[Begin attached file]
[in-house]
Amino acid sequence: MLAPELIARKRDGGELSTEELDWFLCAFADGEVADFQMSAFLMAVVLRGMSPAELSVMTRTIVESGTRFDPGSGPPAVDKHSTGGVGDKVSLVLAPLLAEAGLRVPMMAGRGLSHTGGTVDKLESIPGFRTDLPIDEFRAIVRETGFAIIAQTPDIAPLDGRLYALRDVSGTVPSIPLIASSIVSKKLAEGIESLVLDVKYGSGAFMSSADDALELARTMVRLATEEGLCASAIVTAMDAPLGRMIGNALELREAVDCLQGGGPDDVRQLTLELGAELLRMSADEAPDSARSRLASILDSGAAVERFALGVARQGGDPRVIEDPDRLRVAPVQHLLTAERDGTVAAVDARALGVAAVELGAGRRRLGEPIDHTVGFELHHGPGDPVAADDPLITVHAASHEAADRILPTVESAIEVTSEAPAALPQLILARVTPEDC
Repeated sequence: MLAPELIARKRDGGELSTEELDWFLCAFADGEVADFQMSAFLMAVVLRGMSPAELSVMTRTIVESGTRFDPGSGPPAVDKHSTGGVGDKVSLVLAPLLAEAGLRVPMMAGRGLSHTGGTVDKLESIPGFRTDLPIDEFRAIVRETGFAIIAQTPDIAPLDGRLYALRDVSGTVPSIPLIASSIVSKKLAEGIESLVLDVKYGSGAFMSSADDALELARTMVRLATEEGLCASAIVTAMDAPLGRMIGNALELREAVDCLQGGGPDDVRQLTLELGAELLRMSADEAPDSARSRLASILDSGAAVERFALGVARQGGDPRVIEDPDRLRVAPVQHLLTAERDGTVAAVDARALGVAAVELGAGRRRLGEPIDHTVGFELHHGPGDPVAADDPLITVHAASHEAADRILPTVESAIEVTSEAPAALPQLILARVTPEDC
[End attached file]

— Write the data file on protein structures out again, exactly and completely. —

[in-house]
Amino acid sequence: MLAPELIARKRDGGELSTEELDWFLCAFADGEVADFQMSAFLMAVVLRGMSPAELSVMTRTIVESGTRFDPGSGPPAVDKHSTGGVGDKVSLVLAPLLAEAGLRVPMMAGRGLSHTGGTVDKLESIPGFRTDLPIDEFRAIVRETGFAIIAQTPDIAPLDGRLYALRDVSGTVPSIPLIASSIVSKKLAEGIESLVLDVKYGSGAFMSSADDALELARTMVRLATEEGLCASAIVTAMDAPLGRMIGNALELREAVDCLQGGGPDDVRQLTLELGAELLRMSADEAPDSARSRLASILDSGAAVERFALGVARQGGDPRVIEDPDRLRVAPVQHLLTAERDGTVAAVDARALGVAAVELGAGRRRLGEPIDHTVGFELHHGPGDPVAADDPLITVHAASHEAADRILPTVESAIEVTSEAPAALPQLILARVTPEDC
Repeated sequence: MLAPELIARKRDGGELSTEELDWFLCAFADGEVADFQMSAFLMAVVLRGMSPAELSVMTRTIVESGTRFDPGSGPPAVDKHSTGGVGDKVSLVLAPLLAEAGLRVPMMAGRGLSHTGGTVDKLESIPGFRTDLPIDEFRAIVRETGFAIIAQTPDIAPLDGRLYALRDVSGTVPSIPLIASSIVSKKLAEGIESLVLDVKYGSGAFMSSADDALELARTMVRLATEEGLCASAIVTAMDAPLGRMIGNALELREAVDCLQGGGPDDVRQLTLELGAELLRMSADEAPDSARSRLASILDSGAAVERFALGVARQGGDPRVIEDPDRLRVAPVQHLLTAERDGTVAAVDARALGVAAVELGAGRRRLGEPIDHTVGFELHHGPGDPVAADDPLITVHAASHEAADRILPTVESAIEVTSEAPAALPQLILARVTPEDC